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‘We Are Taking Names of People Who Did Not Support Israel’: Dark Money Mobilizes to Oust NY Progressives

Political action committees backed by pro-Israel donors are ramping up efforts to oust NY progressives they see as being on the wrong side of the Israel-Hamas conflict.

Pro-Palestinian protesters crowd an intersection in Bay Ridge last month.

Pro-Palestinian protesters crowd an intersection in Bay Ridge last month (Hell Gate)

Last month, on the morning of the last high holiday of the Jewish calendar, Gil Cygler raced between five synagogues in his Mill Basin, Brooklyn neighborhood to learn details about the Hamas attacks that were unfolding in Israel. 

"This year it was very down," Cygler said. "No one was in the mood to sing and dance. It wasn’t a time to just be happy." 

The following day, pro-Palestinian protesters gathered in Times Square and chanted "Resistence is justified when people are occupied," a message that earned a stern rebuke from Governor Kathy Hochul and most New York Democratic leaders. But a handful of left-wing politicians, some of them supported by the Democratic Socialists of America, which had promoted the rally, did not denounce the demonstration, and others issued statements referencing Israel’s history of Palestinian occupation and oppression.

Cygler, who spent years building a rental car empire, said he wasn’t surprised by the rally or the remarks—he had been fighting against DSA-backed politicians for years. But he found that others in his staunchly pro-Israel social circles were now suddenly paying more attention, and eager to make campaign contributions to his cause.

"October 7 galvanized a lot of prominent people in the Jewish world," Cygler said. "In the past, they thought, 'I’m not going to change anything,' but now I’m hearing them say, 'We have to do something.' This is the straw that broke the camel's back."

Cygler is part of a group of centrist-to-conservative donors whose motivations vary, but share a staunchly pro-Israel worldview. Their campaign spending helped persuade legislators to claw back reforms to the state's bail system and stymie bills that would have protected tenants from eviction. In the aftermath of the Hamas attacks that killed 1,200 Israelis and Israel’s bombardment in Gaza that killed 10 times as many Palestinians, these donors have a new wedge issue to divide Democratic voters—using socialist lawmakers' position on the conflict to oust them from office—and are planning to spend overwhelming amounts to do so.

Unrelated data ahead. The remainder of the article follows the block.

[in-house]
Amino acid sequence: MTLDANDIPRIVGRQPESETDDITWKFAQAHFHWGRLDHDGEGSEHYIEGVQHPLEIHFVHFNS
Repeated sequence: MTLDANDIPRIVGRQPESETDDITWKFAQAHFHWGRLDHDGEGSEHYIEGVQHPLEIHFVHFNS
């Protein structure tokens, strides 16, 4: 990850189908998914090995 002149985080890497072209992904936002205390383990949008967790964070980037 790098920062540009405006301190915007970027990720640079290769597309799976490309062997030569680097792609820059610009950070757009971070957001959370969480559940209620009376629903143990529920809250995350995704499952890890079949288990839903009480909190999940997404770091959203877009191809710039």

The result of these expenditures and research will be an onslaught of mailers, websites, op-eds, and targeted online ads identifying politicians' stances on Israel that run throughout next year, according to the six politically connected sources who spoke with Hell Gate for this story.

"These are people who are against us and they can’t be in government," said one source who is connected to a real estate-backed political action committee, who wasn’t authorized to speak publicly. "We are taking names of people who did not support Israel in its time of need and we’re going to consider the political consequences."

The group includes Ronald Lauder and Thomas Tisch, the billionaire heirs of cosmetics and hospitality fortunes respectively, who nearly got Republican Lee Zeldin elected governor last year; political operatives who work with Jewish philanthropic organizations; Democratic party funders who keep close relationships with Democratic bosses; and ultra-conservative, Republican financiers who manage hundreds of millions of dollars. While they don't act in lockstep, some of them share consultants and some contribute to each other’s PACs, campaign accounts that can spend unlimited amounts of money for or against a candidate.

Since October 7, a few of these consultants and donors have been monitoring the statements and social media posts of left-wing politicians. Employees at Mercury Public Affairs, which works with a PAC controlled by the billionaire Thomas Tisch and other donors, even compiled a document with posters, chants, and videos of DSA-affiliated politicians attending a "Ceasefire Now" rally in Midtown on October 20, and disseminated it to journalists as a form of opposition research. A Mercury rep said that the research efforts were not funded by Tisch’s PAC but declined to reveal which of their clients asked them to track legislators' comments for the purpose of candidate research.

According to several sources close to the PACs, one of their top targets is Queens Assemblymember Zohran Kwame Mamdani, who authored legislation that would allow the state attorney general to dissolve any charity that funded Israeli settlement activities in Palestinian territories.

Mamdani dismissed the threat. "My politics are a reflection of Astoria’s politics," the lawmaker said in a statement. "And if an outside PAC wants to attack me for believing that universal values of life and dignity should be extended to Palestinians, then I welcome them to meet my neighbors."

These PACs are also looking to target Brooklyn State Senator Jabari Brisport, and Brooklyn Assemblymember Marcela Mitaynes, Queens State Senator Kristen Gonzalez and Brooklyn Assemblymember Emily Gallagher, as well as Brooklyn Councilmember Shahana Hanif who is up for re-election in 2025. 

One DSA-aligned official, Brooklyn State Senator Julia Salazar, may escape their fury because of her close relationship with the city’s Hasidic community and because her positions on Israel were deemed more mainstream, sources said, though someone is certainly combing through her team's social media feeds: A New York Post story unearthed anti-Israel tweets a staffer made on the October 7 attacks, and Salazar subsequently fired that employee. 

Many of these PACs have spent heavily in recent elections to defeat left-leaning Democrats, although most of their efforts to date to unseat DSA-affiliated electeds have come up short. Lauder shoveled $11 million into his Safe Together New York PAC for Zeldin, and spread more cash among a smattering of congressional Republicans. Tisch dumped another $750,000 into his Safe New York City PAC for Zeldin, backed Bronx Representative Ritchie Torres, a staunchly pro-Israel Democrat, and spent $15,000 in June in digital ads and a website opposing Councilmember Hanif over her positions on public safety and Israel, despite lacking an opponent (Hanif declined to comment).